Irrigator operates on a daily basis generating demands and extracting water to meet these demands via the water user and supply nodes. Irrigator maintains a daily water balance for each cropping area during its planting season, to calculate the daily soil water deficit and an irrigation requirement. The irrigation requirements are used by the Water User to generate orders and opportunistic requests and to subsequently place orders and requests and to extract water from a water source.The model can be applied in both regulated and unregulated systems.
These same Irrigator Demand Model configuration options described here at the Water User Node can be used to represent rain-fed agriculture when modeled in a Catchments Scenario using the Agricultural Runoff Rainfall-Runoff model.
Configuring generic crop settings
To configure an irrigator demand model in Source, right click Demand Models in the Water User node's feature editor and choose Add Irrigator.
This describes a number of parameters (outlined in Table 1) that can be set at an irrigation district level.
Figure 1. Irrigator demand model
Table 1. Irrigator demand model, District configuration parameters
|Maximum irrigated area||Represents the maximum area that can be irrigated within a district. It is used to calculate the fallow area at each time-step, which impacts on the rainfall runoff from the fallow area. The total irrigated area can exceed the maximum irrigated area if incorrectly configured, causing a warning message to be recorded at run time.|
|Soil moisture capacity||This is assumed constant for all crops in the district. Soil moisture capacity is nominally the difference between the soils field capacity and permanent wilting point.|
|Irrigation season start and end dates||If these are configured, orders and requests will only be generated within the irrigation season.|
|Demand Limiting Factor|
Allows you to limit any spikes in demand that may happen. Typically, these spikes would occur when a crop is first planted to reach the target moisture level. This is a factor of the time-step's evaporation depth. For example, if this has a value of 2, demand is limited to a maximum of twice the day's evaporation depth.
For ponded crops, the demand limiting factor only applies to the minimum pond level (regulated requirement), it does not apply to the maximum pond level (opportunistic requirement).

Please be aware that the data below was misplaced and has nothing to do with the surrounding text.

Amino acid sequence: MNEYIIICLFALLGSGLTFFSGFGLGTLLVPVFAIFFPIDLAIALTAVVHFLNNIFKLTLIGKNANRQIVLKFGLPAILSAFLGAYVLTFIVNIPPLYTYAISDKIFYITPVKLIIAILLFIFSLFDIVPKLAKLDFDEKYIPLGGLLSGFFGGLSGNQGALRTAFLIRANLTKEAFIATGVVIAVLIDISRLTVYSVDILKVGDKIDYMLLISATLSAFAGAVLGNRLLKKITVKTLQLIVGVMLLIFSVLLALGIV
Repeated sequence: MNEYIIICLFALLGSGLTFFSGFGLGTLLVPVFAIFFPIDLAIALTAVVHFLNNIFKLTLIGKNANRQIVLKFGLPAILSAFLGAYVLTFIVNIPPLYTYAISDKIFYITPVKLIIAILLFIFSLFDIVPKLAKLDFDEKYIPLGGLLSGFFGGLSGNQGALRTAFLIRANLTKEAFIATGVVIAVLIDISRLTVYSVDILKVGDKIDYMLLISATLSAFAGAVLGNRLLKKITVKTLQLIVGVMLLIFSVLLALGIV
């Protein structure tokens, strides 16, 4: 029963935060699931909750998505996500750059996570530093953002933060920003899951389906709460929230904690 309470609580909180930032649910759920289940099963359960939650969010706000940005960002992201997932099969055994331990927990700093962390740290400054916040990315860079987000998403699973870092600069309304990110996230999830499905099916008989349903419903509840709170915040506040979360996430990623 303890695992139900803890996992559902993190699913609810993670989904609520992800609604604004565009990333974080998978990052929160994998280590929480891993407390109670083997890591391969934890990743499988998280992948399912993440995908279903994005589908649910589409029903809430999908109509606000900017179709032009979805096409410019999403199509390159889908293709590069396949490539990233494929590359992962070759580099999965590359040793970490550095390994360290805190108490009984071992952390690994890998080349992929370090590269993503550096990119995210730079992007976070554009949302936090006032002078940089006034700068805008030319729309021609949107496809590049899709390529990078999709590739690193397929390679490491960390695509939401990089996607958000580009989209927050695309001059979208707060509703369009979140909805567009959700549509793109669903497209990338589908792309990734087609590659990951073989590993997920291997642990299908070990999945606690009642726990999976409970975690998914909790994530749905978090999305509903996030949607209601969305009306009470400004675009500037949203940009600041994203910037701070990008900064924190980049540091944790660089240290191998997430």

Irrigation modifiers are included in Source to allow a simple mechanism to reduce irrigation intensity for recurring time periods. To enable a target modifier, right click on the demand model and choose Add Target Modifier (as shown in Figure 1). This provides equivalent functionality to demand reductions in the PRIDE model. By specifying a target modifier, a new soil depletion target is calculated during the specified period that results in a reduction in irrigation demand equivalent to the modifier you specified.
District Supply Escape
The district requirement is adjusted to allow for any district delivery supply escapes and losses associated with delivering water to the district. The volume removed before getting to the crop is called the escape volume. The escape volume can either be lost from the system or returned back to the water user as a return flow. This is an optional parameter in the demand model and can be added by right clicking Irrigator, then choosing Supply Escape. It is expressed as a percentage.
District Return Efficiency
Returned water is surplus drainage water from irrigation or from rainfall runoff. This water can be redirected into the on farm storage or otherwise can be returned to the river via a confluence node. This is optional in the demand model configuration and can be added by right clicking Irrigator and choosing Add Return Efficiency. This is also expressed as a percentage.
You can configure two climate parameters using the Ordering Configuration tree menu item: